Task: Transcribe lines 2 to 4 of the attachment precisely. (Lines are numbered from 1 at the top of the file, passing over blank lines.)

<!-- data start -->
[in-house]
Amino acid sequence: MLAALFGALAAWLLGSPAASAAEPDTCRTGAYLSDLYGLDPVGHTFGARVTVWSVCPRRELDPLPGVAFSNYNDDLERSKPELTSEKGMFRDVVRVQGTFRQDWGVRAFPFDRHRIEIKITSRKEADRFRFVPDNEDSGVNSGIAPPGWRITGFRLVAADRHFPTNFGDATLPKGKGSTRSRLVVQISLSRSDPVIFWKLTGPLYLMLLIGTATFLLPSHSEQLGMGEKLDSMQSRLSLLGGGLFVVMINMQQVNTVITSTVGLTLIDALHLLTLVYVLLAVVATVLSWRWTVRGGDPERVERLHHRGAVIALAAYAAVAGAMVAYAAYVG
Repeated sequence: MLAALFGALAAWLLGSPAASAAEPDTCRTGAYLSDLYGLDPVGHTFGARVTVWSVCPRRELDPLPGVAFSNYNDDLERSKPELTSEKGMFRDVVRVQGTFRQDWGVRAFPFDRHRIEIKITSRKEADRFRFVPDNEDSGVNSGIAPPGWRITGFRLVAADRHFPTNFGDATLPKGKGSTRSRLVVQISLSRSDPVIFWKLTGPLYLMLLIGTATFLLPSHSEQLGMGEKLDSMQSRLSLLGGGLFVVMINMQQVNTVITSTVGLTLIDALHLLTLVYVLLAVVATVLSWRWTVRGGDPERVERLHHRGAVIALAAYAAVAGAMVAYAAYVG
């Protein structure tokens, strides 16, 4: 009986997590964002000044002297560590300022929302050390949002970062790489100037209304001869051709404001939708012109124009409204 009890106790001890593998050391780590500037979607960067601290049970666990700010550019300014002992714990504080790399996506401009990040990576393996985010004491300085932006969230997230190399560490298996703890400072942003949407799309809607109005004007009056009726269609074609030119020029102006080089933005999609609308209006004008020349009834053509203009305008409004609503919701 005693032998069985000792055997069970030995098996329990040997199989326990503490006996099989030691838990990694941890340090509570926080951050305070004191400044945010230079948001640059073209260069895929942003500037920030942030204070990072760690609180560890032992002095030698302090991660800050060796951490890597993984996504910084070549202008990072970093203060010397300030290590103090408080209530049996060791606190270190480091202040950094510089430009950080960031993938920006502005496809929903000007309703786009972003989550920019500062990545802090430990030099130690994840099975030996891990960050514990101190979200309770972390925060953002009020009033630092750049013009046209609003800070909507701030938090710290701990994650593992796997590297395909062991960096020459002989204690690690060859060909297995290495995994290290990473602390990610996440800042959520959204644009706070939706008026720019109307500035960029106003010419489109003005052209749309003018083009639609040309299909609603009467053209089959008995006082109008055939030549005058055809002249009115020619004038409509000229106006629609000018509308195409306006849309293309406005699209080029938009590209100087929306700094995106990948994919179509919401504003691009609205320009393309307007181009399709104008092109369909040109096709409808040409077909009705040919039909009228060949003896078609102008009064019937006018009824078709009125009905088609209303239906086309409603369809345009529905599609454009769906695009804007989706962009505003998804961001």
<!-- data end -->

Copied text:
Amino acid sequence: MLAALFGALAAWLLGSPAASAAEPDTCRTGAYLSDLYGLDPVGHTFGARVTVWSVCPRRELDPLPGVAFSNYNDDLERSKPELTSEKGMFRDVVRVQGTFRQDWGVRAFPFDRHRIEIKITSRKEADRFRFVPDNEDSGVNSGIAPPGWRITGFRLVAADRHFPTNFGDATLPKGKGSTRSRLVVQISLSRSDPVIFWKLTGPLYLMLLIGTATFLLPSHSEQLGMGEKLDSMQSRLSLLGGGLFVVMINMQQVNTVITSTVGLTLIDALHLLTLVYVLLAVVATVLSWRWTVRGGDPERVERLHHRGAVIALAAYAAVAGAMVAYAAYVG
Repeated sequence: MLAALFGALAAWLLGSPAASAAEPDTCRTGAYLSDLYGLDPVGHTFGARVTVWSVCPRRELDPLPGVAFSNYNDDLERSKPELTSEKGMFRDVVRVQGTFRQDWGVRAFPFDRHRIEIKITSRKEADRFRFVPDNEDSGVNSGIAPPGWRITGFRLVAADRHFPTNFGDATLPKGKGSTRSRLVVQISLSRSDPVIFWKLTGPLYLMLLIGTATFLLPSHSEQLGMGEKLDSMQSRLSLLGGGLFVVMINMQQVNTVITSTVGLTLIDALHLLTLVYVLLAVVATVLSWRWTVRGGDPERVERLHHRGAVIALAAYAAVAGAMVAYAAYVG
């Protein structure tokens, strides 16, 4: 009986997590964002000044002297560590300022929302050390949002970062790489100037209304001869051709404001939708012109124009409204 009890106790001890593998050391780590500037979607960067601290049970666990700010550019300014002992714990504080790399996506401009990040990576393996985010004491300085932006969230997230190399560490298996703890400072942003949407799309809607109005004007009056009726269609074609030119020029102006080089933005999609609308209006004008020349009834053509203009305008409004609503919701 005693032998069985000792055997069970030995098996329990040997199989326990503490006996099989030691838990990694941890340090509570926080951050305070004191400044945010230079948001640059073209260069895929942003500037920030942030204070990072760690609180560890032992002095030698302090991660800050060796951490890597993984996504910084070549202008990072970093203060010397300030290590103090408080209530049996060791606190270190480091202040950094510089430009950080960031993938920006502005496809929903000007309703786009972003989550920019500062990545802090430990030099130690994840099975030996891990960050514990101190979200309770972390925060953002009020009033630092750049013009046209609003800070909507701030938090710290701990994650593992796997590297395909062991960096020459002989204690690690060859060909297995290495995994290290990473602390990610996440800042959520959204644009706070939706008026720019109307500035960029106003010419489109003005052209749309003018083009639609040309299909609603009467053209089959008995006082109008055939030549005058055809002249009115020619004038409509000229106006629609000018509308195409306006849309293309406005699209080029938009590209100087929306700094995106990948994919179509919401504003691009609205320009393309307007181009399709104008092109369909040109096709409808040409077909009705040919039909009228060949003896078609102008009064019937006018009824078709009125009905088609209303239906086309409603369809345009529905599609454009769906695009804007989706962009505003998804961001």